Bharti Kher

The Skin Speaks A Language Not Its Own | New York, Rockefeller Plaza | bindis on fibreglass | 142 x 456.2 x 195 cm

“Bharti Kher’s works ought to be signposted with mandatory warnings. You will meet with the hazard of disruptive beauty here.”

Ranjit Hoskote, poet, cultural theorist

As ancient symbol of beauty, marital status and spiritual awareness, millions of women across the Indian subcontinent apply the bindi to their foreheads every day. Multi-media conceptual artist Bharti Kher says she began applying bindis to much of her recent work following a revelation in 1995, when she encountered a woman wearing a serpent-shaped bindi on her forehead.

Since then, she has appropriated and redeployed the bindi as powerful signifier, a means of transfiguring and recontextualizing the dreamy and beastly images and objects that populate her dense, swirling sculptures, paintings and installations. Overlaid upon objects big and small, sacred and divine, they invoke a sense of migratory flow, building and dissipating in complex and cosmic rhythms.

Kher’s work often barters in the grotesque: Sometimes the grotesquerie is obvious, even violent; others, it is merely a vague sensation, a subtle, but troubling distortion of the real. As Ranjit Hoskote describes it in the introduction to her 2007 monograph, “[Kher] presents her works as an ongoing phantasmagoria, its fictions delivered through a vivid and hallucinatory realism that is unsettlingly attentive to detail.”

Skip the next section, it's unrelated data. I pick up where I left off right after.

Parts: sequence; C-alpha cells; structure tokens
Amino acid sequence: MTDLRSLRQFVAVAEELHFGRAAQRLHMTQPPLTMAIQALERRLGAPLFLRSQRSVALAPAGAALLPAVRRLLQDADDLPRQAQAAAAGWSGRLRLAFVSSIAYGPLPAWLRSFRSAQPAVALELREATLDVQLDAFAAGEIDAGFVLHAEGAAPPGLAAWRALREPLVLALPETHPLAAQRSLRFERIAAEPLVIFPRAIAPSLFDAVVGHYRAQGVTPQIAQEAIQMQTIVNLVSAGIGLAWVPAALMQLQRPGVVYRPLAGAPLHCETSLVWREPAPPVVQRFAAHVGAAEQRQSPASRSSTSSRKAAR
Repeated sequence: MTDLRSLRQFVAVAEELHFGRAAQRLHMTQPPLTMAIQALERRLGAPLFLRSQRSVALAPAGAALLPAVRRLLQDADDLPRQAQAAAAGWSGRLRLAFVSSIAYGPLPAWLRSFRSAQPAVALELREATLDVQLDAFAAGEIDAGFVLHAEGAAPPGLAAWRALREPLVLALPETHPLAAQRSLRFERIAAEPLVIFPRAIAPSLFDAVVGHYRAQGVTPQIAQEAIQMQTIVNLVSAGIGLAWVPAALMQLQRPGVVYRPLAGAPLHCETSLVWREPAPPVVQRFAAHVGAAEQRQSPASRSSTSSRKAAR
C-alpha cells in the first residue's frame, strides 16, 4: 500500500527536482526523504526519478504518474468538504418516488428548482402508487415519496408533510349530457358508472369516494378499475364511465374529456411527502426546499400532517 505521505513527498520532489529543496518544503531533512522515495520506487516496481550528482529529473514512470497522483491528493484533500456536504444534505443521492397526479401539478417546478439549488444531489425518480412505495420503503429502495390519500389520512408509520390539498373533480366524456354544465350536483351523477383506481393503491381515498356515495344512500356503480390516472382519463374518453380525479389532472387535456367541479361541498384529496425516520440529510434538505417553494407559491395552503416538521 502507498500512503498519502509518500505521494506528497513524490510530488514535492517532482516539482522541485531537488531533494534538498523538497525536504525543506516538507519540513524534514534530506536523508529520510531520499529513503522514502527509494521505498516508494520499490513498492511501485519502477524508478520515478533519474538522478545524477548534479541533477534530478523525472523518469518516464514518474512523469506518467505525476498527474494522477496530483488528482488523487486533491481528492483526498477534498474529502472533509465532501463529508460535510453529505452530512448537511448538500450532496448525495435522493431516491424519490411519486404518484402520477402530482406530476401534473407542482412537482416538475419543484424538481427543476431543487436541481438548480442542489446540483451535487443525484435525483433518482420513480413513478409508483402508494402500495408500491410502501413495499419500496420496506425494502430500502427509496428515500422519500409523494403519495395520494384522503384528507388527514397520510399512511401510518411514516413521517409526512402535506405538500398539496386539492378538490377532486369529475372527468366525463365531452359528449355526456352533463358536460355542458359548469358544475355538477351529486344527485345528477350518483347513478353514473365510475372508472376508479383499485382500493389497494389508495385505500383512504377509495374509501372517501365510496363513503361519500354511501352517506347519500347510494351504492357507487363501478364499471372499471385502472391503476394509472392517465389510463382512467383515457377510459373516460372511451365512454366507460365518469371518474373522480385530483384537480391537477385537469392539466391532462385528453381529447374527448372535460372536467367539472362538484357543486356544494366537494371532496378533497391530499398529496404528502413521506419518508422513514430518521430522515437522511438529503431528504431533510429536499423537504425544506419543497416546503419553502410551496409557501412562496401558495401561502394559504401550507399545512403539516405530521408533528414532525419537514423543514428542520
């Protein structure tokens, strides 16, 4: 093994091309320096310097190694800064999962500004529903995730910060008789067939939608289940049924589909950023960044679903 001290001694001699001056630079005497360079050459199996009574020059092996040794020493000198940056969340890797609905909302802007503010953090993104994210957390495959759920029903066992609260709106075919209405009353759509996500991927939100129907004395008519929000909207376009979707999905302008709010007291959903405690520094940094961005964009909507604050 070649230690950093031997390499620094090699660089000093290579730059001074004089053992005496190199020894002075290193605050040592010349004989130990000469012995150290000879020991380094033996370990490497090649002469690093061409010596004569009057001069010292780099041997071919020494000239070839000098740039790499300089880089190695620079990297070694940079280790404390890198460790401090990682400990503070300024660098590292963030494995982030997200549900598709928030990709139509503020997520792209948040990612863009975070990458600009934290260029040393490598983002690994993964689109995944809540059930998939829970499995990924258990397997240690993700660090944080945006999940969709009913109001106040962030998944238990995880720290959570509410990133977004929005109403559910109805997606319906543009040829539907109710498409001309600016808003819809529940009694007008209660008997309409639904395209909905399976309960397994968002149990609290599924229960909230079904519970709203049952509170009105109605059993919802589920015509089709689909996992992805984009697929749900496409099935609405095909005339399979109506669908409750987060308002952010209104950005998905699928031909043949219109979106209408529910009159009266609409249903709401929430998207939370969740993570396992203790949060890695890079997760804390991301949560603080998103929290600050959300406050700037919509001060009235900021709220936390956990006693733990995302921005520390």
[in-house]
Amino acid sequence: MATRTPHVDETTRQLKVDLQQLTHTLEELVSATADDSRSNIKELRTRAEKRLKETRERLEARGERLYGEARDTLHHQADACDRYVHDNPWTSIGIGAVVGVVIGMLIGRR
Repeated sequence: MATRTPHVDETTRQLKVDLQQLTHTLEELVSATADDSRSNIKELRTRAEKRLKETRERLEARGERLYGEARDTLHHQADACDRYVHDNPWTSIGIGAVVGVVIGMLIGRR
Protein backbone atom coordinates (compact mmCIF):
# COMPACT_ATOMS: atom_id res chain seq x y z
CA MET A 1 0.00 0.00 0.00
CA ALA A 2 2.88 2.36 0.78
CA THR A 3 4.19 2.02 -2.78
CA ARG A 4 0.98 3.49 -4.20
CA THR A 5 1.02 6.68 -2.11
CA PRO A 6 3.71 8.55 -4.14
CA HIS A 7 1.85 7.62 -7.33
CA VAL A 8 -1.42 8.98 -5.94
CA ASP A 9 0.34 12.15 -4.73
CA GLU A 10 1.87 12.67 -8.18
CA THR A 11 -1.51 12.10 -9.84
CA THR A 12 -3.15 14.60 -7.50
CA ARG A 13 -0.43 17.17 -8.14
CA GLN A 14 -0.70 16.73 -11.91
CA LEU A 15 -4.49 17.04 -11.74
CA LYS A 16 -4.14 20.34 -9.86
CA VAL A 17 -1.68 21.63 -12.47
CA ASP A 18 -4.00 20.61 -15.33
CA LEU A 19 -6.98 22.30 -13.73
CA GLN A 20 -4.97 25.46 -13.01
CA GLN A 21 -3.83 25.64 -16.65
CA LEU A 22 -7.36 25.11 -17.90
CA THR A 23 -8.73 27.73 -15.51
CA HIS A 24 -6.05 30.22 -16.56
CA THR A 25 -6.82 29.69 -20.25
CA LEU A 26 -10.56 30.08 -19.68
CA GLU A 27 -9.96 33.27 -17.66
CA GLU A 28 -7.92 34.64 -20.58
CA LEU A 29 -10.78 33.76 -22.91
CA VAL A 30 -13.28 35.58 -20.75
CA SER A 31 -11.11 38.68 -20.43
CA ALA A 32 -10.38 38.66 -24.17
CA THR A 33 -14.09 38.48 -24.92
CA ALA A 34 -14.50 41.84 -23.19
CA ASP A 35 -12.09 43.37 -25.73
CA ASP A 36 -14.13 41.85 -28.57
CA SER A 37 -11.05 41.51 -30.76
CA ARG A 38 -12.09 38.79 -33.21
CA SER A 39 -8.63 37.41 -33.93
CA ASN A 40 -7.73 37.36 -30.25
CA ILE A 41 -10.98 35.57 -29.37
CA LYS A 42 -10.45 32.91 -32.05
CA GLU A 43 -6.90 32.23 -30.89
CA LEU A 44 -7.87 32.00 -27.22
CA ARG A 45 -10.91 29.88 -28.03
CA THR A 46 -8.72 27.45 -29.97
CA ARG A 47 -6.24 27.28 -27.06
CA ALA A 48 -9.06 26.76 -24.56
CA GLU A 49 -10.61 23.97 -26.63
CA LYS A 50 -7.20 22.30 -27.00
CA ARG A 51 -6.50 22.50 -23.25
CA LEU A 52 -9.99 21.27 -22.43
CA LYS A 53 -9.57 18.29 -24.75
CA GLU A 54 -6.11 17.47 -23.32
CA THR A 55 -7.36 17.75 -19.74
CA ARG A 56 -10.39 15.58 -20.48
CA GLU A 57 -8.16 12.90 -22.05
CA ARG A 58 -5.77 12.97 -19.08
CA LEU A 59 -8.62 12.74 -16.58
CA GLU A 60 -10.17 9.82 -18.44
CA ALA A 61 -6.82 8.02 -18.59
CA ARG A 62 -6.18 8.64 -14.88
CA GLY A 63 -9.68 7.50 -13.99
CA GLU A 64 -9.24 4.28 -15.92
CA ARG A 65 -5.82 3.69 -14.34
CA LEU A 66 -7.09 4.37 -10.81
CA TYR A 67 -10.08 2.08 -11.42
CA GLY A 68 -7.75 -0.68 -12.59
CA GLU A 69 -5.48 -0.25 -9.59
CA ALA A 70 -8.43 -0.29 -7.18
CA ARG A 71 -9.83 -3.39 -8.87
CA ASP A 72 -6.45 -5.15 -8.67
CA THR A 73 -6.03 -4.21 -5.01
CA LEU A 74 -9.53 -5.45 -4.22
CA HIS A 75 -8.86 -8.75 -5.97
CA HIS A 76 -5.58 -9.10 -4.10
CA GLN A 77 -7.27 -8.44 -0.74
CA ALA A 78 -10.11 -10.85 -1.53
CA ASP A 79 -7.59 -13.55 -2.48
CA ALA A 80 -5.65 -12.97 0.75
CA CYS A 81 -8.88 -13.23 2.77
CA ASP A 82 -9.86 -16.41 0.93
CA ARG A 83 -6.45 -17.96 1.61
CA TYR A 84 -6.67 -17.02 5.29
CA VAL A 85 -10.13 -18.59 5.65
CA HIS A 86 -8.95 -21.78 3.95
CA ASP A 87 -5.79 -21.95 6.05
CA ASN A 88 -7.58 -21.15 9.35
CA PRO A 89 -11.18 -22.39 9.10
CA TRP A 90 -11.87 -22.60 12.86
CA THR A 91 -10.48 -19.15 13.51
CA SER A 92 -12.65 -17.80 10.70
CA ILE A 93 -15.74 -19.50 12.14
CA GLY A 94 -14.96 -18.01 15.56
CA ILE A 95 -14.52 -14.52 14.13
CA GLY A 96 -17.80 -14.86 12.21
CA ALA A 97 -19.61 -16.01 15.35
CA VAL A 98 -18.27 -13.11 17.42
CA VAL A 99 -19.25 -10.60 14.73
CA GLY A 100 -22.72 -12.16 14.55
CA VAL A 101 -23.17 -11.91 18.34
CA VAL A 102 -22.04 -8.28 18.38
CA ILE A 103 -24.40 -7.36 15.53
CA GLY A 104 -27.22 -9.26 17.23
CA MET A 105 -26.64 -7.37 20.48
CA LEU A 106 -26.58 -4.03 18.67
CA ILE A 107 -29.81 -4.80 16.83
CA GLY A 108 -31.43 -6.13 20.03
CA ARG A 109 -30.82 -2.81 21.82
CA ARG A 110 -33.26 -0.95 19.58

In 2012, her sculpture of a life-sized, female elephant covered in sperm-shaped bindi, The Skin Speaks a Language Not its Own (2006), was dubbed by Financial Times art critic, Jackie Wullschlager, as the only “iconic” piece of art to emerge from a spate of major 21st Century Indian art surveys. Along with fellow Indian artist, Rina Banerjee, Art + Auction named Kher one of the world’s “50 Next Most Collectible Artists” in June, 2012.

Kher was born and raised in London, where her she grew up playing among the rich, colorful tapestries of her parents’ sari shop. She moved to New Delhi in 1993 after studying at Middlesex Polytechnic, in London, then studying fine art and painting in the Foundation Course in Art & Design at Newcastle Polytechnic. She still lives and works in New Delhi, and is widely recognized today as one of India’s boldest, most important contemporary artists.  

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Works by Bharti Kher

Specialists in South Asian Modern+Contemporary Art at Christie's

  • Deepanjana D. Klein PhD
    • South Asian Modern + Contemporary Art
    • New York
    • International Head of Department
    • +1 212 636 2189
  • Sonal Singh

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